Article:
Anyway, life here in Australia is great. I still love it, despite the fact that the kids I work with are probably going to give me gray hair! I can’t believe I only have 3 months left here. It’s been such an incredible journey and I am beyond blessed to have been able to do this. God spoils me rotten!

*I really do want to hear about your experiences in HK if you’ve been. Especially if you went over to Macau. I’ll take all the advice I can get. Thank you!


Southwestern Australia

May 14, 2015


So I know I have been jumping back and forth between posting about my Asia trip and my current here in Australia, sorry if it’s been a bit confusing. I am trying to get caught up on Asia because it really was an incredibly fabulous trip and I don’t want to just skip posting about it. But I have been seeing and doing so much here in Australia that it’s hard to keep up with posting what I am doing down here.

Last Friday I met up with 4 girls who are also in Australia on work and holiday visas (two Canadians, one American and one French girl) and we all set out on a road trip down the coast to Margaret River and then to Albany. We stopped along the way at various places and finally rolled into Margaret River that first evening. It was cold and dark and the small main street had various cute cafes and restaurants decorated with sparkling white Christmas lights. We walked around looking for a cozy place to eat (and exclaiming how it felt like Christmas) and finally settled on an Italian place. Such a fun first night. After that we checked into our hostel and we’ll just skip all that because it wasn’t that great a place and I would not go back.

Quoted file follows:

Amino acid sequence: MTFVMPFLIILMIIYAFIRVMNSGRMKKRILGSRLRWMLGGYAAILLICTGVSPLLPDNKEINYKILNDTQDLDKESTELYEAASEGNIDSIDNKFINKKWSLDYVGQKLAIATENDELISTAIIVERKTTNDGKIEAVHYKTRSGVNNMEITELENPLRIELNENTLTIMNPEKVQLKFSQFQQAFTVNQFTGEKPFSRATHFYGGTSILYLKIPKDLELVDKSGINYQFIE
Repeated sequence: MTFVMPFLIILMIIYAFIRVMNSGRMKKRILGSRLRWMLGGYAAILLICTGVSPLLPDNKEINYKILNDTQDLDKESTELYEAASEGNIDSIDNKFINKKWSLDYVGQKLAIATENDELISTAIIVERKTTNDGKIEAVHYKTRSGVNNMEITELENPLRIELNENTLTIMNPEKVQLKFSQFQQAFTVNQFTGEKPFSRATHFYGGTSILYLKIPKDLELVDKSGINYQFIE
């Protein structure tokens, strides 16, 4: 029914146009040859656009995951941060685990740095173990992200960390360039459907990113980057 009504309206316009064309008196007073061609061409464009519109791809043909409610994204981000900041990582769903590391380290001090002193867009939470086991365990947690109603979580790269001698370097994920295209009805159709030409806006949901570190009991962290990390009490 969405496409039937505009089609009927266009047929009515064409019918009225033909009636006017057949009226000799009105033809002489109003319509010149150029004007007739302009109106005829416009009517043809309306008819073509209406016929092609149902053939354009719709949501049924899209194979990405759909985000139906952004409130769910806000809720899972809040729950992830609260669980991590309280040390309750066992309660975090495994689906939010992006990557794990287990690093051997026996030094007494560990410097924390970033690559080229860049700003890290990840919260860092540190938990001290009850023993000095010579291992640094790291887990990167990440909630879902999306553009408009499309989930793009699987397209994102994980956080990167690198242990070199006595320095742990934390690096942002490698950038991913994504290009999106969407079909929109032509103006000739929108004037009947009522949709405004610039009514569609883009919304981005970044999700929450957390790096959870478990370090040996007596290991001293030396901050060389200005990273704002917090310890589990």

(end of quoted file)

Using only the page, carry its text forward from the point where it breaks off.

The next day we set out for Albany and checked into the coolest hostel I have ever stayed at.


Looking down into the lounge area that had a ping pong table and guitars and a keyboard for anyone to play. One night I sat down there listening to a woman play the keyboard, it was nice background music for my book. =)



Country flags line the hallways of the hotel



We loved it. The 1849 Backpackers at the London Hotel is Albany’s first (and, obviously, oldest) hotel that was turned into a backpackers/hostel about 5 years ago. Apparently it was still a hotel up until that time. Hard to believe. It was such a fun and funky setting AND on top of it all they serve a free breakfast in the morning! The website had said it served all-you-can-eat pancakes in the morning, so I was expecting simple, American-style pancakes. But in reality they serve lemon and orange crepes! Talk about a fun surprise! [they were amazing, too].


We spent two nights in Albany and visited a lot of local places (chocolate factory, cheese factory, toffee factory…) and several fabulous beaches! This part of the coast is stunning!